So whether intentional or not, I think we're going to find over the coming decades that a lot more films have simply disappeared.   I'm hoping that if the studios do dump prints, that they distribute them to museums and universities.   While I'm not an accountant, I think this would enable them to both write down the asset AND take a tax deduction for a donation, so there would be some financial advantages to doing this and they'd be saving the cultural history of film as well. 

 

I would like nothing more than to be proven totally wrong and the studios do a great job of preserving their prints and source materials. 

The very thought of the resurgence of the practice of film junking like the studios once did sends paralyzing chill down my spine...



#8 of 10 OFFLINE   Brian McP

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Posted April 29 2013 - 11:37 PM

Sadly most of the Laurel and Hardy shorts from the Hal Roach Studios era -- at least not until after the sainted people at UCLA are finished their full scale restoration, which will be probably many, many years in the future.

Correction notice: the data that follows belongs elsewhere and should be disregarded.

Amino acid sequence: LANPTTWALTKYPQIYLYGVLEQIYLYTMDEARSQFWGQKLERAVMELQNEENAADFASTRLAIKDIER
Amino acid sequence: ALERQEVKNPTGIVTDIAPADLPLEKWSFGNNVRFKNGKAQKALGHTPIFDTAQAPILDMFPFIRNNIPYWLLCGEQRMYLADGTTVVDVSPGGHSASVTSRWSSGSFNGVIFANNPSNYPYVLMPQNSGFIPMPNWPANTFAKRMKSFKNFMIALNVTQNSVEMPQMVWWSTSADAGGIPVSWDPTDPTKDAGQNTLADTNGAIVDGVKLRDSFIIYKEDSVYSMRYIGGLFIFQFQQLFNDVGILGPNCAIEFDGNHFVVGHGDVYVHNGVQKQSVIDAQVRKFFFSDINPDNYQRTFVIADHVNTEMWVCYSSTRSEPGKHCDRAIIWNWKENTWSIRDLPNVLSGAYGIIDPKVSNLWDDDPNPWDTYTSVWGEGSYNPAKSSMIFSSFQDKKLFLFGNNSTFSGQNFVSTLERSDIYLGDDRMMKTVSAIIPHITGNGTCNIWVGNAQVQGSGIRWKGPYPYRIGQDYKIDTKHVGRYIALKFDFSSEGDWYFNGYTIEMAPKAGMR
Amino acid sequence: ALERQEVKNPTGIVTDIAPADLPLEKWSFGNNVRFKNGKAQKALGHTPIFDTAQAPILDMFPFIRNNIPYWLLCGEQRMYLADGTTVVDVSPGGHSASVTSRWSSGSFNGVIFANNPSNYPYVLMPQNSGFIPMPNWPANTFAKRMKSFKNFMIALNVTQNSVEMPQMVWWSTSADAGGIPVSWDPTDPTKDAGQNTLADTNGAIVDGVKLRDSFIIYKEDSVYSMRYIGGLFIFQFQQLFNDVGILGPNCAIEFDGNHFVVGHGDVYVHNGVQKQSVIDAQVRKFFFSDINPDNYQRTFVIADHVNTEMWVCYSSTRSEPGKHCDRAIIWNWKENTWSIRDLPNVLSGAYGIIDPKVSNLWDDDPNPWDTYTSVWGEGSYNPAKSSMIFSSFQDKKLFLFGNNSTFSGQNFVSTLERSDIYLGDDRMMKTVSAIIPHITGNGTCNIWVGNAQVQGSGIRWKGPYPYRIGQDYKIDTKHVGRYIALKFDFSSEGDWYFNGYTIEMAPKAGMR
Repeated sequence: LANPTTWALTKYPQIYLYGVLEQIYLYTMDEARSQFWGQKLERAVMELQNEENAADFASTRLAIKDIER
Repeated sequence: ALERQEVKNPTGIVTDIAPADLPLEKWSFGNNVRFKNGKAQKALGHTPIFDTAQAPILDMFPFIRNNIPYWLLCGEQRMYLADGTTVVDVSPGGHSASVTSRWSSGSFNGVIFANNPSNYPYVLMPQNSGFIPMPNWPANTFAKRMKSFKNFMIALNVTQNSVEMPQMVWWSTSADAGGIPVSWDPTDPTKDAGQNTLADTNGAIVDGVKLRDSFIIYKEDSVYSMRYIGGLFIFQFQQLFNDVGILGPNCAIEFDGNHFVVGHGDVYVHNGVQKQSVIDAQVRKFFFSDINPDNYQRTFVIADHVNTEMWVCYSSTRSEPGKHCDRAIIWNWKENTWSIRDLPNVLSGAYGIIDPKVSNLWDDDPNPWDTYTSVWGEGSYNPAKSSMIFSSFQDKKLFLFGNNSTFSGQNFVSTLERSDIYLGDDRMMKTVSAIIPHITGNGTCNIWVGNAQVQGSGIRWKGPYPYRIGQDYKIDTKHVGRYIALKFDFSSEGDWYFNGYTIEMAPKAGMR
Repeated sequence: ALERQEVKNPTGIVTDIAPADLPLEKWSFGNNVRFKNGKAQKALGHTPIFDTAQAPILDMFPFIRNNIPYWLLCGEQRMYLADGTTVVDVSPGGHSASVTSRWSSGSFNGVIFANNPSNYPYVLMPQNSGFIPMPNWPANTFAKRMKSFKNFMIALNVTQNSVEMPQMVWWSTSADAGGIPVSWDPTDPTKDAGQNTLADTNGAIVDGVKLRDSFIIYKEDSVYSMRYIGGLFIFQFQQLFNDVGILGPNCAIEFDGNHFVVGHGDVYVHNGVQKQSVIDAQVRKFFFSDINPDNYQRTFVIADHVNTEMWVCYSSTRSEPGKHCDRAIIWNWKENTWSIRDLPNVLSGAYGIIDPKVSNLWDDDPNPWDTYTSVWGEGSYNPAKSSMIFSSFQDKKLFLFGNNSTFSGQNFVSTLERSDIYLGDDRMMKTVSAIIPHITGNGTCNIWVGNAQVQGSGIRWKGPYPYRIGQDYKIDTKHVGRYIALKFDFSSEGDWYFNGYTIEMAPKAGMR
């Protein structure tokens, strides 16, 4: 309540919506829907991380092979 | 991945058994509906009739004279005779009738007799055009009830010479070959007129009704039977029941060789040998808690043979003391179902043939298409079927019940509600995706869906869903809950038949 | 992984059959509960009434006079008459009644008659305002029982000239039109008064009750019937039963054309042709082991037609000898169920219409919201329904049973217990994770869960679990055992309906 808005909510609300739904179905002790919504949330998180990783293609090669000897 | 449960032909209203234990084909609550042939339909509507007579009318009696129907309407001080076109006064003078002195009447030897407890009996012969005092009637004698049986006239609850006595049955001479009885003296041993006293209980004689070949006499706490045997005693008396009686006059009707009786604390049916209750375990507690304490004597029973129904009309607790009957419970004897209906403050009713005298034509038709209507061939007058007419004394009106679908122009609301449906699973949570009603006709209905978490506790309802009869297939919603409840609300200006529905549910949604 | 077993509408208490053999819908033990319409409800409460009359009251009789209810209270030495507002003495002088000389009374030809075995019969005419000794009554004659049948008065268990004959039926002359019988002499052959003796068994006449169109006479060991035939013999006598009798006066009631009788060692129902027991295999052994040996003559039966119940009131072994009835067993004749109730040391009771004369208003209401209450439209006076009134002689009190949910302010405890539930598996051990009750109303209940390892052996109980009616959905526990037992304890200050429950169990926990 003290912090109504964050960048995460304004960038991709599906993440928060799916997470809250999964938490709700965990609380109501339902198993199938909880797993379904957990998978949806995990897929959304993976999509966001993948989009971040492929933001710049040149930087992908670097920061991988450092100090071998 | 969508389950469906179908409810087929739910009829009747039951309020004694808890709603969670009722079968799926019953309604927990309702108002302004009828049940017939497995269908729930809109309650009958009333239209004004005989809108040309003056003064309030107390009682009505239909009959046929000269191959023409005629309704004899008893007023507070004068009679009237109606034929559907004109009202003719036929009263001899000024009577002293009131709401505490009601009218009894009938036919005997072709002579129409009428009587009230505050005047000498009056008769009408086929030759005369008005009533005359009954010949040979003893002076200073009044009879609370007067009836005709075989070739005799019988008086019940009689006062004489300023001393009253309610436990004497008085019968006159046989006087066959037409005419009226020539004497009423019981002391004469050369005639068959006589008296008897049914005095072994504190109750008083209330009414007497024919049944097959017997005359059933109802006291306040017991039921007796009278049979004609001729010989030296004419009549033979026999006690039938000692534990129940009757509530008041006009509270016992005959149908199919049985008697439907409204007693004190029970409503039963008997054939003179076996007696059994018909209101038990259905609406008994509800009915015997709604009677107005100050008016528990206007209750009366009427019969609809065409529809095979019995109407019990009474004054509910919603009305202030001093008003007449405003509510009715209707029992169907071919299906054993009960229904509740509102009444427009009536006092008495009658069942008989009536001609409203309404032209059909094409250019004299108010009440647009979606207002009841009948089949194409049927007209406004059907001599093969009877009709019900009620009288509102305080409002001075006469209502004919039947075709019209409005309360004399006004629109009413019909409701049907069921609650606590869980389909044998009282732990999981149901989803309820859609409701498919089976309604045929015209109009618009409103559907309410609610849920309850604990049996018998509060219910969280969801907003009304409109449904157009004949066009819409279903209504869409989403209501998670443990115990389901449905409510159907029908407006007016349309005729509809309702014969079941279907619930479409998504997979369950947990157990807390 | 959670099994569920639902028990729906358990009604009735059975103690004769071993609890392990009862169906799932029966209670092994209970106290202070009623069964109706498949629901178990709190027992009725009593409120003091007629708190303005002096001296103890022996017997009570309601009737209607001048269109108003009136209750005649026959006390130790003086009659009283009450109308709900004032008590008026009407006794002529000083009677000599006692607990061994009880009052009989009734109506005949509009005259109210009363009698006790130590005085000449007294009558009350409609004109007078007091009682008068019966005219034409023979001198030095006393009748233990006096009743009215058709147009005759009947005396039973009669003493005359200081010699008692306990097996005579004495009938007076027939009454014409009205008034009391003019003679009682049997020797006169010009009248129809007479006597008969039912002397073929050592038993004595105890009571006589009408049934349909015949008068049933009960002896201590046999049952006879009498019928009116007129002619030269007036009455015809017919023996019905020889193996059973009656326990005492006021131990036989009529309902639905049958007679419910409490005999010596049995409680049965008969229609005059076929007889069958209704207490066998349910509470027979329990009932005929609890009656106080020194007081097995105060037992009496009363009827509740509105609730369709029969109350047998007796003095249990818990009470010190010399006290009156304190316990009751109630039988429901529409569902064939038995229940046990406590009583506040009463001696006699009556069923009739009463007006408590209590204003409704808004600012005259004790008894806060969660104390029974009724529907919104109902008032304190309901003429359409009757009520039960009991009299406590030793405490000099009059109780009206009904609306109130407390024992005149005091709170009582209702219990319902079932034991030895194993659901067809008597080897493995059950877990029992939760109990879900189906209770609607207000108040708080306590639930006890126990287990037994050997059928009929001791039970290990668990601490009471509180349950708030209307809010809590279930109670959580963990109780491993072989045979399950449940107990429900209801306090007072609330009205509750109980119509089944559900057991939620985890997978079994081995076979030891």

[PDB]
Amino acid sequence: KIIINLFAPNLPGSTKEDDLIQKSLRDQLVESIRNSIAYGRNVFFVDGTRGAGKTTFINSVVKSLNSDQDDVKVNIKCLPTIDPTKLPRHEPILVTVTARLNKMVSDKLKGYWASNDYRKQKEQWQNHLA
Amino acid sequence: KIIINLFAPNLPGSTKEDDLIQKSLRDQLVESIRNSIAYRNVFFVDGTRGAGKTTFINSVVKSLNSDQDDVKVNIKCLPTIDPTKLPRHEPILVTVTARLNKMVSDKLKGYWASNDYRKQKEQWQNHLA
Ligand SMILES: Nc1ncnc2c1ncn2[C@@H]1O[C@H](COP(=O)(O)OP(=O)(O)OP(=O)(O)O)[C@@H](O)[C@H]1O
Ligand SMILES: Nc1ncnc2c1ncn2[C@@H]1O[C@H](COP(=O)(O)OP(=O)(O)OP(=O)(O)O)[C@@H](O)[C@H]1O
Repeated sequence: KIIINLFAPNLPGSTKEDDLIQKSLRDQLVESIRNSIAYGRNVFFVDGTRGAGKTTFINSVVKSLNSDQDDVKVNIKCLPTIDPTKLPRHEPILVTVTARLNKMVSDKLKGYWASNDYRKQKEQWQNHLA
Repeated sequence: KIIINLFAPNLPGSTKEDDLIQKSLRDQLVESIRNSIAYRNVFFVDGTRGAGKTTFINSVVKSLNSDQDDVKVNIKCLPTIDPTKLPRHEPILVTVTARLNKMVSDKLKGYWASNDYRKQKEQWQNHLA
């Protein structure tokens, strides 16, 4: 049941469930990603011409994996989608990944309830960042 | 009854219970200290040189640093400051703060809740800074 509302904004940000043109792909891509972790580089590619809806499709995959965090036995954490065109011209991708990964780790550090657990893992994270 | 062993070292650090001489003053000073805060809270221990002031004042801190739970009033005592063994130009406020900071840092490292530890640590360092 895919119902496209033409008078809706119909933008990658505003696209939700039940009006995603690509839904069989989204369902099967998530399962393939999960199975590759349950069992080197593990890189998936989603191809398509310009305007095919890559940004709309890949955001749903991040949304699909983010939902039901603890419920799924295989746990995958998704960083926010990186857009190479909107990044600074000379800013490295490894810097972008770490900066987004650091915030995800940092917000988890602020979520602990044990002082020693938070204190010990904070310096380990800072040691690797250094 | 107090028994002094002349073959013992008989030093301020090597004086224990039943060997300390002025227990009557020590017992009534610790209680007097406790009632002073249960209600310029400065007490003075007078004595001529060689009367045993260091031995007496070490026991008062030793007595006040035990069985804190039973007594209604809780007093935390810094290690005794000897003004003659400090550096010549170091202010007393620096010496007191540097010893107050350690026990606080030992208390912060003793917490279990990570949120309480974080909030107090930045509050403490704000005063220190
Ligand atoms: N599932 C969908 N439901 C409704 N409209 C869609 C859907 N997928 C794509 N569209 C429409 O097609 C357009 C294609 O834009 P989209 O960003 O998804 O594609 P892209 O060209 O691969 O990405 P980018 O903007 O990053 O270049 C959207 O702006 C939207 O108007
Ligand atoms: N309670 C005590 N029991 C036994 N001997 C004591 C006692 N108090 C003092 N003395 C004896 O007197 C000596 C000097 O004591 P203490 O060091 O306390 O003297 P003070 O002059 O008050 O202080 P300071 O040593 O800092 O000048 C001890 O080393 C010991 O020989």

A few L&H titles have gone blu -- "March of the Wooden Soldiers", "The Flying Deuces" (in Germany), the 20th Century Fox titles in Europe, one hopes "The Dancing Masters" material was upgraded beforehand -- but that's probably going to be it.

 

The remainder of the Hal Roach shorts held by Turner or whoever these days could make it, one can always dream of a Thelma Todd or Charley Chase boxset, but marketing demographics may see them out of the bluray stakes permanently. It seems those with long memories aren't the target market -- if they only knew....

 

Selling these movies at supermarket checkouts or gas stations (on bluray or dvd) at $5 each, would certainly have these people still making money for the studios after 80 years -- if they could be just let out of the vaults.


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#9 of 10 OFFLINE   Mark-P

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Posted April 30 2013 - 12:57 AM

Just because the original negatives are lost doesn't mean a film can't be restored from other elements and benefit from Blu-ray. A perfect example is Singin' in the Rain, whose ONEGs were lost, yet you would never know it from the Blu-ray release. In a worst-case scenario some films might only exist as film prints or even 16mm prints (such as one of the Basil Rathbone Sherlock Holmes movies in the Blu-ray box set from MPI) but even a film print can be utilized for Blu-ray, though of course with less satisfactory results.



#10 of 10 OFFLINE   Sumnernor

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Posted April 30 2013 - 08:37 AM

These posts are in the wrong place- please move